Reading Time: 1 minute

Two of the most powerful members of Congress who oversee telecommunications issues have started investigating financial shenanigans within the government’s controversial E-Rate fund.

The probes were announced following the release of a Center for Public Integrity report chronicling fraud and a lack of proper government oversight of the $2.25 billion program, which provides hefty discounts to help connect schools and libraries to the Internet. (See the Center report, which drew on documents acquired under the Freedom of Information Act and an FCC Inspector General’s investigation.)

House Energy and Commerce Committee Chairman W.J. (Billy) Tauzin, R-La., has started a preliminary investigation into charges the program lacks adequate oversight to prevent fraud.

“Schools are hooked up to the Internet for free and the federal government is robbed blind,” Tauzin spokesman Ken Johnson told TRDaily, a telecommunications industry newsletter. The Louisiana congressman has been a longtime critic of the E-Rate program.

On the Senate side, the incoming chairman of the Senate Communications subcommittee said one of his top priorities during this session will be reform of the program.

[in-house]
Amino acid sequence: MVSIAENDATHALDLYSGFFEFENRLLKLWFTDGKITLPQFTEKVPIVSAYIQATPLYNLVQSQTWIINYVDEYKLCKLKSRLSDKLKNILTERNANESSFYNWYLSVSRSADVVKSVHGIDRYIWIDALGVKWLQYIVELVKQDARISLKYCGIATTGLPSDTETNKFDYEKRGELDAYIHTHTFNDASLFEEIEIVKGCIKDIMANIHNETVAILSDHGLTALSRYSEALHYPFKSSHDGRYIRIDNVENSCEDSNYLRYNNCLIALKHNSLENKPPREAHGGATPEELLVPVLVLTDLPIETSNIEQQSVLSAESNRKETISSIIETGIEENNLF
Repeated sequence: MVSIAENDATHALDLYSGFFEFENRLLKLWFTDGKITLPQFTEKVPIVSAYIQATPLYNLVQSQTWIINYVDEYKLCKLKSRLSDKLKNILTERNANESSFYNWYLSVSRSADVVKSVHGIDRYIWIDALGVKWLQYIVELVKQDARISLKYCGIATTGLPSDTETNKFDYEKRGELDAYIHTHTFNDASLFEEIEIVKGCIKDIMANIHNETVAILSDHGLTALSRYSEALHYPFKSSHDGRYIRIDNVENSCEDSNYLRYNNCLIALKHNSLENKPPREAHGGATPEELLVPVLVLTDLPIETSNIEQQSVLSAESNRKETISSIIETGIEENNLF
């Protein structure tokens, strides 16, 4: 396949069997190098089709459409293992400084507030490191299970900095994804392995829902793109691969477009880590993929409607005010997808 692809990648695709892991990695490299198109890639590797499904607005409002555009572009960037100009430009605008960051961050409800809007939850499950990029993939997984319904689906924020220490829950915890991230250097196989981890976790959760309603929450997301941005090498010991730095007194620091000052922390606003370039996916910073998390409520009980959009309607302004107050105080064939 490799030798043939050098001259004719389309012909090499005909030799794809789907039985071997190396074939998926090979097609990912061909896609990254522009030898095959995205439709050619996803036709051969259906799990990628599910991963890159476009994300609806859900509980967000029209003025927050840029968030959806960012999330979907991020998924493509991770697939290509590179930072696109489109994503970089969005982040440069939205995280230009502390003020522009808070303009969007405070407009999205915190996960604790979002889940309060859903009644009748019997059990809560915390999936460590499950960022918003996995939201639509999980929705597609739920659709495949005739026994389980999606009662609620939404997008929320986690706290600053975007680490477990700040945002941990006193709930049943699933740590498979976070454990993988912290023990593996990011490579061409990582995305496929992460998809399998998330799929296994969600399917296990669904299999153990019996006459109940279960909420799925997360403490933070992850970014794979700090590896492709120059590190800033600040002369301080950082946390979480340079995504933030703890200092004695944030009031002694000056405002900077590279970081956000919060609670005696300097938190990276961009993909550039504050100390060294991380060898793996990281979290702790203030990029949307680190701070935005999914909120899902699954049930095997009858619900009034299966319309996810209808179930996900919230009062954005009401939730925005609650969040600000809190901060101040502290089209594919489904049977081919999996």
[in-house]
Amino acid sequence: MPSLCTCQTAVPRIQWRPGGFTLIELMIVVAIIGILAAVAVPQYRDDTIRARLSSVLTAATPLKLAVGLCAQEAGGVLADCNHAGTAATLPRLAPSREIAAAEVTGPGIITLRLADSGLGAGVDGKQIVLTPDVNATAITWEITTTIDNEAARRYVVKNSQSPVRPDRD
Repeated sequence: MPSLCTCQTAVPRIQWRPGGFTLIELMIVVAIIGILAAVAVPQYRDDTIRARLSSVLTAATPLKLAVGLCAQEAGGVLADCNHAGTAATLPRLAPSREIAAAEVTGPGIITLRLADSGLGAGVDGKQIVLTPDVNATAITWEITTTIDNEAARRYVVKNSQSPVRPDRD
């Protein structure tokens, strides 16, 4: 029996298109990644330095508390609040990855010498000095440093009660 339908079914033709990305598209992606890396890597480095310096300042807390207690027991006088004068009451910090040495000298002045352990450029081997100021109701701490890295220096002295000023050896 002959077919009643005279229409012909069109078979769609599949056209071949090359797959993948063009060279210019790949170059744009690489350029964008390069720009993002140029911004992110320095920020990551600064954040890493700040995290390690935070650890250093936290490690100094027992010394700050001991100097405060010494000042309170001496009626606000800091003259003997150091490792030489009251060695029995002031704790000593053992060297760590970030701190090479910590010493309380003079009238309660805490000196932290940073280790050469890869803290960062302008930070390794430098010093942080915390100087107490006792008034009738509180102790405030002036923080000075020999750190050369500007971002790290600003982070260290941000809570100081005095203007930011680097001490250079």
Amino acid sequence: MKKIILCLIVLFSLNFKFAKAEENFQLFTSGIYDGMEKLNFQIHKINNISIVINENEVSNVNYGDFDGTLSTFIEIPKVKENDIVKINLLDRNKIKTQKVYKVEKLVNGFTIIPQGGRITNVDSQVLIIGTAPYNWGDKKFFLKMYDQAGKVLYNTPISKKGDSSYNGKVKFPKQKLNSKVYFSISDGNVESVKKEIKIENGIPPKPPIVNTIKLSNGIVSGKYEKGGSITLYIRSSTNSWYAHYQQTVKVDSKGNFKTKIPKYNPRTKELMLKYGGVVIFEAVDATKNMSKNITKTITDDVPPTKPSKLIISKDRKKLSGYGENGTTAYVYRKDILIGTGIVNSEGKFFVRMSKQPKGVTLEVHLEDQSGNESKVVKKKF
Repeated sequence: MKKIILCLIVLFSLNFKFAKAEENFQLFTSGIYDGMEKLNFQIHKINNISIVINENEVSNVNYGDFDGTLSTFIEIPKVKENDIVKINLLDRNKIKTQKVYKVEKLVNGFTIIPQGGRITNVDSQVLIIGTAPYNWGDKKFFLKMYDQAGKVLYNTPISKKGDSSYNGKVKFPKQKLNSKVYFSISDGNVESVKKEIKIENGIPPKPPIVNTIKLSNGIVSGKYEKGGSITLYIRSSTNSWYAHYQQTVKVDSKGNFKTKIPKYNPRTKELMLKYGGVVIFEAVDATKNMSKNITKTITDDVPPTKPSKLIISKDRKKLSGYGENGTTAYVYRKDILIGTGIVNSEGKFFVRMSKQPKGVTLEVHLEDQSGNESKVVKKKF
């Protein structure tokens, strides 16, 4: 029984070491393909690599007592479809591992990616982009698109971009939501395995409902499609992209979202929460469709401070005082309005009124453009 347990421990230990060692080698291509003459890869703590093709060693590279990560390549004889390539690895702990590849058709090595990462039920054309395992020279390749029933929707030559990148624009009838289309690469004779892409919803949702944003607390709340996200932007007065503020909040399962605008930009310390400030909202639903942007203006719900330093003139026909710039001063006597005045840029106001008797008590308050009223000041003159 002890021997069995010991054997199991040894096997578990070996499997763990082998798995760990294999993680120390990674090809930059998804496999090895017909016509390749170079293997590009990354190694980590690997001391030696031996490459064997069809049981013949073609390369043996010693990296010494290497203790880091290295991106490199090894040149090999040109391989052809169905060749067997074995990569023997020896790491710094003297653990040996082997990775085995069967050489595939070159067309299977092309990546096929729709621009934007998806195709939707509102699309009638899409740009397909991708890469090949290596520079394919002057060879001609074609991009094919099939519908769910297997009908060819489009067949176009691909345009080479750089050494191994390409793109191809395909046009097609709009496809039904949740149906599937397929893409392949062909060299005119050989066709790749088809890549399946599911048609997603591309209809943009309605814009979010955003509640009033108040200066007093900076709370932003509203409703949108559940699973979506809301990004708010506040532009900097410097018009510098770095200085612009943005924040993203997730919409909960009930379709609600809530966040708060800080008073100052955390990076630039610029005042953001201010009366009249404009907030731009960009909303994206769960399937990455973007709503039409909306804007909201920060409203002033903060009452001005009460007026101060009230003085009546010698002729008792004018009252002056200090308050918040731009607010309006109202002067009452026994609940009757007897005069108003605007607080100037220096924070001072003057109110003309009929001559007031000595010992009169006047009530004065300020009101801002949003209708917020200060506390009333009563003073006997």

Sen. Conrad Burns, R-Mont., said he will lead the way on reforming the program. “We obviously have a big stake in this because of the large number of rural schools in Montana,” Burns told Medill News Service.

The chief congressional architect of the E-Rate fund, Sen. Jay Rockefeller, D-W.V., said the problems were overstated and that he would stand behind the program.

Rockefeller told the Charleston Daily Mail he is much more worried the Bush administration and the new Republican Congress will seek to kill the program.

Aides to Sen. John McCain, the incoming chairman of the Senate Commerce Committee, said his office was aware of the report and monitoring the situation, but had not yet decided whether or not to conduct investigations or hearings.

Help support this work

Public Integrity doesn’t have paywalls and doesn’t accept advertising so that our investigative reporting can have the widest possible impact on addressing inequality in the U.S. Our work is possible thanks to support from people like you.